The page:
Community health centers remain the largest provider of health care to underserved individuals in the US. They provide health care to more than 20 million Americans every year, including many who are poor, uninsured, or have no regular source of care.
In the past, health centers used health IT at a lower rate than other providers. In 2006, a survey showed that only 26% of health centers had any EHR capacity at all.
Scott Erven is head of information security for a healthcare provider called Essentia Health, and his Friday presentation at Chicago’s Thotcon, “Just What The Doctor Ordered?” is a terrifying tour through the disastrous state of medical device security.
Wired’s Kim Zetter summarizes Erven’s research, which ranges from the security of implanted insulin pumps and defibrillators to surgical robots and MRIs. Erven and his team discovered that hospitals are full of fundamentally insecure devices, and that these insecurities are not the result of obscure bugs buried deep in their codebase (as was the case with the disastrous Heartbleed vulnerability), but rather these are incredibly stupid, incredibly easy to discover mistakes, such as hardcoded easy default passwords.
For example: Surgical robots have their own internal firewall. If you run a vulnerability scanner against that firewall, it just crashes, and leaves the robot wide open.
The backups for image repositories for X-rays and other scanning equipment have no passwords. Drug-pumps can be reprogrammed over the Internet with ease. Defibrillators can be made to deliver shocks — or to withhold them when needed.
Doctors’ instructions to administer therapies can be intercepted and replayed, adding them to other patients’ records.
You can turn off the blood fridge, crash life-support equipment and reset it to factory defaults. The devices themselves are all available on the whole hospital network, so once you compromise an employee’s laptop with a trojan, you can roam free.
You can change CT scanner parameters and cause them to over-irradiate patients.Continue reading…
Did you hear the one about the CMS administrator who was asked what it would take to delay the 2014 ICD-10 implementation deadline? An act of Congress, he smugly replied, according to unverified reports.
Good thing he didn’t say an act of God.
So, now that CMS has been overruled by Congress, who wins and who loses? Who’s happy and who’s not?
The answers to those questions illustrate the resource disparity that prevails in healthcare and, mirroring the broader economy, threatens to get worse. The disappointed Have-a-lot hospitals are equipped with the resources to meet ICD-10 deadlines and always felt pretty confident of a positive outcome; the Have-not facilities were never all that sure they would make it and are breathing a collective sigh of relief.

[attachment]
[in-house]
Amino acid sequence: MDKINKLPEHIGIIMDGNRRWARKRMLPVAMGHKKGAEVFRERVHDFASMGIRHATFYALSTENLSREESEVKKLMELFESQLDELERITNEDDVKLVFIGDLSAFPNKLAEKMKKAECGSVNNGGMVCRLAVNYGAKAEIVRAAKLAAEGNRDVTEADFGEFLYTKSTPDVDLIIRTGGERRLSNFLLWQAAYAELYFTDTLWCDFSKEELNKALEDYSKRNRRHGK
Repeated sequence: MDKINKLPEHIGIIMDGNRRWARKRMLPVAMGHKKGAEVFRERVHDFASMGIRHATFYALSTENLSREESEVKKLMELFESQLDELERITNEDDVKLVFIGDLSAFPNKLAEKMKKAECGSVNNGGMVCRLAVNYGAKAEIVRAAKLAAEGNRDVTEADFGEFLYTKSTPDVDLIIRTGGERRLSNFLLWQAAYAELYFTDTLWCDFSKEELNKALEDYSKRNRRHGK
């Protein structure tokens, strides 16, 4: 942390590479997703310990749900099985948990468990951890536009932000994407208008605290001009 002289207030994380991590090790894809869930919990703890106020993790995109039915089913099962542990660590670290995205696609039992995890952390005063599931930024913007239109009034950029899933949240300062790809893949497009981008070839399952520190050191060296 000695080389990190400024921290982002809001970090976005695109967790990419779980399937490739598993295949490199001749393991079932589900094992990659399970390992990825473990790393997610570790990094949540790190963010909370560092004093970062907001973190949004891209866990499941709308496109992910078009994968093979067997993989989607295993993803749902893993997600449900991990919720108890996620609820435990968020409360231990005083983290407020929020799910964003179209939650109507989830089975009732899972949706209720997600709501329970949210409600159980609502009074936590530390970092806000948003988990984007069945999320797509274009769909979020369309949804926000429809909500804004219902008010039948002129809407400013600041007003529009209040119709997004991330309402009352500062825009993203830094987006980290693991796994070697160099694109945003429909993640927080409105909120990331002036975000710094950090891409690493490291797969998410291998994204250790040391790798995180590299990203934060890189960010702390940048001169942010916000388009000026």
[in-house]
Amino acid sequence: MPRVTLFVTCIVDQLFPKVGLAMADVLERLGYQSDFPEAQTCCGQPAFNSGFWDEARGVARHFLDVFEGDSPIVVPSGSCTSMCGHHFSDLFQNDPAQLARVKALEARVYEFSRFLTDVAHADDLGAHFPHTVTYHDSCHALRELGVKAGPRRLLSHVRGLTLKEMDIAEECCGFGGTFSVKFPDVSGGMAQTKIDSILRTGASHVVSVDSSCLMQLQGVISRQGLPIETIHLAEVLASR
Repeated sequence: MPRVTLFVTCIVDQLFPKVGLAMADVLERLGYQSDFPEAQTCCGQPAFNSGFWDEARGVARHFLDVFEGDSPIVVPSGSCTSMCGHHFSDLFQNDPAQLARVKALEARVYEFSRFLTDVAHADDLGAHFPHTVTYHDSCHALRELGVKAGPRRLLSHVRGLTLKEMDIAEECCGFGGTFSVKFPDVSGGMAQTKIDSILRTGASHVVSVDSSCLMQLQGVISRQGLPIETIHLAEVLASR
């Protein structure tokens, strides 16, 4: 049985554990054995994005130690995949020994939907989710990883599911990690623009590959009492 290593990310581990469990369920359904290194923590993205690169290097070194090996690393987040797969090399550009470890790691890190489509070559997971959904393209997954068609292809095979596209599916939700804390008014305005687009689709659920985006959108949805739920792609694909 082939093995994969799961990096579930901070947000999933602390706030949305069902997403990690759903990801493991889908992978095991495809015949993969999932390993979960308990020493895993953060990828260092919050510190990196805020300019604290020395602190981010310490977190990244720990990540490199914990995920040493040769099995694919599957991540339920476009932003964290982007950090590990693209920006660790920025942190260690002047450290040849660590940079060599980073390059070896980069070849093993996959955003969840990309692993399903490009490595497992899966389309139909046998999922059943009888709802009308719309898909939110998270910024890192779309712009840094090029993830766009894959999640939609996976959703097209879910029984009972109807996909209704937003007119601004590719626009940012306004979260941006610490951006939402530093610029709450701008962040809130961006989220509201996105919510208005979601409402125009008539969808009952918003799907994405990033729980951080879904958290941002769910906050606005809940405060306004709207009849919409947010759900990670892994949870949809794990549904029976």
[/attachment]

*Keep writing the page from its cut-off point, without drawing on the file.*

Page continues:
First off, it is necessary to recognize that ICD-10 is far superior to ICD-9 for expressing clinical diagnoses and procedures. Yes, some of the codes seem ridiculous … “pecked by chickens,” for example. But people do get pecked by chickens, or plowed into by sea lions, so I believe the intent is positive, as will be the results.
An example: I saw my physician this past week at a Have-a-lot health system in San Francisco and I asked what she thinks of the ICD-10 extension.
“We’re already using (ICD-10) in our EHR and it is much better than ICD-9,” she said. “When I want to code for right flank pain, it’s right there. I don’t have to go with back pain or abdominal pain and fudge flank in. It’s easier and more accurate.”
“If I was still on paper and not our EHR, which I like,” she added, “my superbill would go from 1 page to 10. SNOMED works.”
During National Minority Health Month, we acknowledge the potential for health information technology (health IT) – from electronic and personal health records to online communities to mobile applications – to transform health care and improve the health of racial and ethnic minorities.
Lack of access to quality, preventive health care, cultural and linguistic barriers, and limited patient-provider communication are factors that aggravate health disparities.
By increasing our investment in health IT policies and standards, we can help improve the quality of health care delivery and make it easier for patients and providers to communicate with each other – a huge step toward addressing the persistence of health disparities.
The study showed that African Americans and Latinos use their mobile phones more often to look for health information online. This has very important implications for personal management of health and interaction with the health care system.
However, barriers to widespread adoption of health IT remain.
For example, a 2014 consumer engagement report found that minorities were less likely to adopt online patient portals to access their health information than were non-Hispanic whites.